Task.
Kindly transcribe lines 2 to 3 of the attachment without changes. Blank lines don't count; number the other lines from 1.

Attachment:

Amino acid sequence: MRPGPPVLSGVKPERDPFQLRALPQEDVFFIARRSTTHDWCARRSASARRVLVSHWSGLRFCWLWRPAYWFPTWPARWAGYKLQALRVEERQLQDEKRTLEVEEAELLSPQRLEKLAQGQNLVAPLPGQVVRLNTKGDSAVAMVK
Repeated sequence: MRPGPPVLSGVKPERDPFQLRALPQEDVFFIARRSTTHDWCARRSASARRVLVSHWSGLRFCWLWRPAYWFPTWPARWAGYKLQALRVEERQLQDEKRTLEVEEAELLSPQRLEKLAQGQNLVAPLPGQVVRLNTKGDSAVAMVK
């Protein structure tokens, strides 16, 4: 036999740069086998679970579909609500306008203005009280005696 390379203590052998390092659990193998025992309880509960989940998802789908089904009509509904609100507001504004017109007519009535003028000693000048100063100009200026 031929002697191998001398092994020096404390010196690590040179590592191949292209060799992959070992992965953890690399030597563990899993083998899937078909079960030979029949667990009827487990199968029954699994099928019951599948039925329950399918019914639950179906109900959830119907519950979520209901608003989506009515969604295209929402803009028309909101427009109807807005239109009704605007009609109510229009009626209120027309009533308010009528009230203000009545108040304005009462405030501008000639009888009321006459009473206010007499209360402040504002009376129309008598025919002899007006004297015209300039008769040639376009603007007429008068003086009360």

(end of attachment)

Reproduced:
Repeated sequence: MRPGPPVLSGVKPERDPFQLRALPQEDVFFIARRSTTHDWCARRSASARRVLVSHWSGLRFCWLWRPAYWFPTWPARWAGYKLQALRVEERQLQDEKRTLEVEEAELLSPQRLEKLAQGQNLVAPLPGQVVRLNTKGDSAVAMVK
């Protein structure tokens, strides 16, 4: 036999740069086998679970579909609500306008203005009280005696 390379203590052998390092659990193998025992309880509960989940998802789908089904009509509904609100507001504004017109007519009535003028000693000048100063100009200026 031929002697191998001398092994020096404390010196690590040179590592191949292209060799992959070992992965953890690399030597563990899993083998899937078909079960030979029949667990009827487990199968029954699994099928019951599948039925329950399918019914639950179906109900959830119907519950979520209901608003989506009515969604295209929402803009028309909101427009109807807005239109009704605007009609109510229009009626209120027309009533308010009528009230203000009545108040304005009462405030501008000639009888009321006459009473206010007499209360402040504002009376129309008598025919002899007006004297015209300039008769040639376009603007007429008068003086009360």